US7888966B1 - Enhancement of input/output for non source-synchronous interfaces - Google Patents

Enhancement of input/output for non source-synchronous interfaces Download PDF

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US7888966B1
US7888966B1 US12731504 US73150410A US7888966B1 US 7888966 B1 US7888966 B1 US 7888966B1 US 12731504 US12731504 US 12731504 US 73150410 A US73150410 A US 73150410A US 7888966 B1 US7888966 B1 US 7888966B1
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device
signal
data
input
interface
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Matthew Davidson
Ralph Heron
Lakhdar Iguelmamene
Rony Tal
Asher Druck
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SanDisk Technologies LLC
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SanDisk Corp
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    • GPHYSICS
    • G11INFORMATION STORAGE
    • G11CSTATIC STORES
    • G11C7/00Arrangements for writing information into, or reading information out from, a digital store
    • G11C7/10Input/output [I/O] data interface arrangements, e.g. I/O data control circuits, I/O data buffers
    • GPHYSICS
    • G11INFORMATION STORAGE
    • G11CSTATIC STORES
    • G11C7/00Arrangements for writing information into, or reading information out from, a digital store
    • G11C7/10Input/output [I/O] data interface arrangements, e.g. I/O data control circuits, I/O data buffers
    • G11C7/1051Data output circuits, e.g. read-out amplifiers, data output buffers, data output registers, data output level conversion circuits
    • G11C7/1066Output synchronization

Abstract

An interface for use of device whose core circuitry operates in one voltage domain, but exchanges signal with another device (or “host”) according a different voltage domain, and the use of such an interface for supplying data using a double data rate (DDR) transfer, is presented. One concrete example of this situation is a memory card, where the internal circuitry uses one voltage range for its core operating voltages, but exchanges signals with a host using different, input/output voltage range. According to a general set of aspects, the interface receives data signals from the device at the device's core operating voltage domain, individually level shifts these to the input/output voltage domain, and then combines them into a DDR signal for transfer to the host device, where a (non-level shifted) clock signal from the host device is used as the select signal to form the DDR data signal.

Description

FIELD OF THE INVENTION

This invention pertains generally to the field of electrical interfaces and, more particularly, to the output of data for non source-synchronous interfaces.

BACKGROUND

A simple interface for the purpose of data transfer between integrated circuit devices will often include a clock signal provided by the host device which is used by the slave device to output data to the host. A specific example is a read cycle of a memory card or other memory device by a host. The timing of the data output from the slave is then dependent on the arrival of the clock signal. There is an ongoing process to increase of performance of such devices. When higher transfer speeds are desired, one approach is to migrate an interface protocol to a source-synchronous scheme where the both the clock and data signals are provided from the same device, such as in a DDR (Double Data Rate) arrangement used in DRAM devices. However, this approach may not be practical to use in many devices as it may incur substantial changes to the interface (e.g. addition of signal pins). Consequently, there is room for improvements in such interfaces.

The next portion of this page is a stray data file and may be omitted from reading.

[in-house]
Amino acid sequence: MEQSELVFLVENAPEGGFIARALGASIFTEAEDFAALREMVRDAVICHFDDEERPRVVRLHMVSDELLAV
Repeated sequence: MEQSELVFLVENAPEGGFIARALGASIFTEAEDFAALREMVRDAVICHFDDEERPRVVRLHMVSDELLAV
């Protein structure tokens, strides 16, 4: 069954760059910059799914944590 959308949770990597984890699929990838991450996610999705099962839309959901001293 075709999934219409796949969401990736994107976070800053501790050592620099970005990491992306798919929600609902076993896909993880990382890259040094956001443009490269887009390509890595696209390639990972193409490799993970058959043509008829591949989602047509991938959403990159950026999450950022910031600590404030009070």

SUMMARY OF THE INVENTION

According to a first set of aspects, an interface circuit is presented. The interface circuit is for a first device to electronically connect with a second device, where electronic signals transferred between the first and second devices are of a first voltage range and the core operating voltage of the first device is of a different, second range. The interface circuit includes multiple input/output cells, each of which has a pad for the transfer of signals between the first and second device and each of which has one or more level shifting circuits to convert signals between the first and second voltage ranges. The input/output cells include a first input/output cell, by which the first device receives via the respective pad a clock signal of the first voltage range from the second device when operatively connected to the second device for the transfer of data thereto, level shifts the clock signal to the second voltage range, and supplies the level shifted clock signal to core processing circuitry of the first device. The input/output cells also include one or more second input/output cells, each connected to receive a corresponding pair of first and second data signals of the second voltage range from the core processing circuitry of the first device, level shift the pair of data signals to the first voltage range, and supply the level shifted data signals to the second device when operatively connected to the host. Each second input/output cell includes a multiplexing circuit connected to receive the corresponding pair of level shifted data signals and connected to the first input/output cell to receive the non-level shifted clock signal from it. The multiplexing circuit generates a double data rate signal formed from the combined corresponding pair of level shifted data signals using the clock signal as a select signal, the multiplexing circuit further connected to supply the double data rate signal to the output pad of the second input/output cell.